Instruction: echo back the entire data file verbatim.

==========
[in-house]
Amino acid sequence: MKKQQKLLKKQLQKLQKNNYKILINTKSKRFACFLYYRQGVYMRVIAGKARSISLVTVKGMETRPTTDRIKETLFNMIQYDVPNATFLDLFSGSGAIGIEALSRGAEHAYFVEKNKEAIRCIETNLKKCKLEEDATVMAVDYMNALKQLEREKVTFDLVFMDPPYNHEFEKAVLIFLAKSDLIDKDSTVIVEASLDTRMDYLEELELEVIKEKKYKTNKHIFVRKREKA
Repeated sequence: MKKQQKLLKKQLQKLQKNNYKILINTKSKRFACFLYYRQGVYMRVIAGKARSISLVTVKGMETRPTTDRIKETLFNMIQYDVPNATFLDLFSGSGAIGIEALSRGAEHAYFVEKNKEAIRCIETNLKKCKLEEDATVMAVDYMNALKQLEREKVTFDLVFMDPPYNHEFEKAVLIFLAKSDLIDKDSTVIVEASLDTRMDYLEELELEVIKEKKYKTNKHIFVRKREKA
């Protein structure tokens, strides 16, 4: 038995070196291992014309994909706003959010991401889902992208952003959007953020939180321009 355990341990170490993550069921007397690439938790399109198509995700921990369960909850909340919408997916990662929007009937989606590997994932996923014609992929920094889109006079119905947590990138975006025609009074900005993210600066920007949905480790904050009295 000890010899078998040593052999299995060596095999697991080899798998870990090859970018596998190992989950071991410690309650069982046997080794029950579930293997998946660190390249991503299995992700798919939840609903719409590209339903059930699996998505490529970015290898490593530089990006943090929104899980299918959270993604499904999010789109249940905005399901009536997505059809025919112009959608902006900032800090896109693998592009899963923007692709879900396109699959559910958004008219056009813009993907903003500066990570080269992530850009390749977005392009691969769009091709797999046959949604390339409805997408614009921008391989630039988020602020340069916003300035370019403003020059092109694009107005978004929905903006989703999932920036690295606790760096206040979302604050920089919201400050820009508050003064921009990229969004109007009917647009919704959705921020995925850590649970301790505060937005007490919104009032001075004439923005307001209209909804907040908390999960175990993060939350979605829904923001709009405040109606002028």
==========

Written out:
[in-house]
Amino acid sequence: MKKQQKLLKKQLQKLQKNNYKILINTKSKRFACFLYYRQGVYMRVIAGKARSISLVTVKGMETRPTTDRIKETLFNMIQYDVPNATFLDLFSGSGAIGIEALSRGAEHAYFVEKNKEAIRCIETNLKKCKLEEDATVMAVDYMNALKQLEREKVTFDLVFMDPPYNHEFEKAVLIFLAKSDLIDKDSTVIVEASLDTRMDYLEELELEVIKEKKYKTNKHIFVRKREKA
Repeated sequence: MKKQQKLLKKQLQKLQKNNYKILINTKSKRFACFLYYRQGVYMRVIAGKARSISLVTVKGMETRPTTDRIKETLFNMIQYDVPNATFLDLFSGSGAIGIEALSRGAEHAYFVEKNKEAIRCIETNLKKCKLEEDATVMAVDYMNALKQLEREKVTFDLVFMDPPYNHEFEKAVLIFLAKSDLIDKDSTVIVEASLDTRMDYLEELELEVIKEKKYKTNKHIFVRKREKA
């Protein structure tokens, strides 16, 4: 038995070196291992014309994909706003959010991401889902992208952003959007953020939180321009 355990341990170490993550069921007397690439938790399109198509995700921990369960909850909340919408997916990662929007009937989606590997994932996923014609992929920094889109006079119905947590990138975006025609009074900005993210600066920007949905480790904050009295 000890010899078998040593052999299995060596095999697991080899798998870990090859970018596998190992989950071991410690309650069982046997080794029950579930293997998946660190390249991503299995992700798919939840609903719409590209339903059930699996998505490529970015290898490593530089990006943090929104899980299918959270993604499904999010789109249940905005399901009536997505059809025919112009959608902006900032800090896109693998592009899963923007692709879900396109699959559910958004008219056009813009993907903003500066990570080269992530850009390749977005392009691969769009091709797999046959949604390339409805997408614009921008391989630039988020602020340069916003300035370019403003020059092109694009107005978004929905903006989703999932920036690295606790760096206040979302604050920089919201400050820009508050003064921009990229969004109007009917647009919704959705921020995925850590649970301790505060937005007490919104009032001075004439923005307001209209909804907040908390999960175990993060939350979605829904923001709009405040109606002028």